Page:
too. that is a whole nother conversation. but 501-c3's can engage naamua the issue out because he and they need to do more of that. -- can engage non-lobby issue advocacy and they need to do more of that. it is more important for 501- c3's to be out there talking about issues, to be lobbying and talking about why issues matter. >> but there are still restrictions on foundations that they cannot earmark. >> correct. >> again, the question is, that still is confining for 501-c3's. unless we change the tax laws, i am just wonderinghúc -- i thougi heard someone say that a 501-c3 could now put on their website the right and wrong vote, is that correct? >> no.
>> so, i just miss heard that. >> to get to the earlier question, i do not think we addressed -- the supreme court in the case of wiegand vs. taxation representation that said that 501-c3's could be limited in how much lobbying they could do because they could have affiliated 501-c4's and that law has stood. i think we would expect to see someone challenging that in the wake and try to change some of the rules for 5 01 c therese -- 4 501-c3's. but because they have only -- been the only ones to receive eligible tax-deductible conjurations, that is a trade- off that corporations have lived with and the courts have upheld that. whether that will continue is, i think my anyone's guess.
>> let me ask this question and maybe it is primarily directed at clita. conservative groups have for many years been very upset about the advocacy of nonprofits that receive government money. and periodically when you have republican congress's you have an effort to either curb the efficacy -- the advocacy by nonprofits that take government money or remove it all together, but some kind of effort. and immediately, other sectors become livid and introduce another generation of congress to the foolishness of that proposition. i guess this is a question for everyone. are we going to have to look at that again with a different set of eyes given this decision?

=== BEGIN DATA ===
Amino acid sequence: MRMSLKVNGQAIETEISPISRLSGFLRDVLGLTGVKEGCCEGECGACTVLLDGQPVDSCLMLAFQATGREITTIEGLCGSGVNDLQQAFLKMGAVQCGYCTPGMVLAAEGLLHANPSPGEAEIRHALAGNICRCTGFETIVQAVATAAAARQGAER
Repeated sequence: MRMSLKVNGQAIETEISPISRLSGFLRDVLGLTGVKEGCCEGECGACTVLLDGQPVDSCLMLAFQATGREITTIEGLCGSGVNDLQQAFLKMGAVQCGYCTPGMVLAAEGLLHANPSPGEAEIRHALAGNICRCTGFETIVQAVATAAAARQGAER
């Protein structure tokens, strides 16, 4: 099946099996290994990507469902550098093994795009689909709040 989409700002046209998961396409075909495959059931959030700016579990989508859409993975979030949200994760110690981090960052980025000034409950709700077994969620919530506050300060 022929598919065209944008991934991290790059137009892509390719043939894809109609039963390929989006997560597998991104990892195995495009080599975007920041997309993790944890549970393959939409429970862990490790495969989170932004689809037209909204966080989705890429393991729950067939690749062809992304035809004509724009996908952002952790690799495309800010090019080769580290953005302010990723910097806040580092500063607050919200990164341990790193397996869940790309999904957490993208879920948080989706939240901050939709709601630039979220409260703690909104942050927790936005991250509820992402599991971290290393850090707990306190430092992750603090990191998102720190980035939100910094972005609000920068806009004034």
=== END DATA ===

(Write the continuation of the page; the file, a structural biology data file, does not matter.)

in other words, is their momentum here now that is going to carry us into the 501-c3 irs regs, change attitudes to advocacy in general by 501-c3's? i guess, that is what i'm getting at. this is inspired partly by your statement here, which is, i do not know. in other words, we are not quite certain where this wave is going to carry us, if, in fact, there is such a wave. >> of course, when i hear chuck schumer start talking about going to crack down and make sure that no federal contractors can engage in any election related activities or expenditures, i'm thinking acorn. let's go down the list. who are they talking about? there are a lot of not-for- profit organizations that get
government contracts. many of them through unions. they are subsidiary, not-for- profit entities that get government contracts. are those the government contractors that we are talking about? one of the things that happens is this rush to die of the vapors because we're so worried about wall street and oil companies who would not spend a nickel on an expenditure if their lives depended on it, but the fact is that it has the unintended consequences that really intended for the not-for- profit advocacy groups. after 2004, the sierra club pay $28,000 fine settled, a complaint filed against the sierra club to the fec because it had the temerity to print
voter guides, the environmental records of john kerry and george of the bush and mill martinez and betty castor, the senate candidates in florida in 2004. and they handed those out in 2004 and i was deemed to be a corporate expenditure, an independent expenditure by a corporation that was illegal. and they ended up selling a couple of years later and pay $28,000 fine. i think what we ought to be doing is embracing the freedom that we have to advocate. i hope that these bills that are ill-conceived -- i did think it was interesting that the same day in the article in the "washington times" on page a3 about the proposal that chuck schumer and chris van on had announced the day before, was an announcement about these people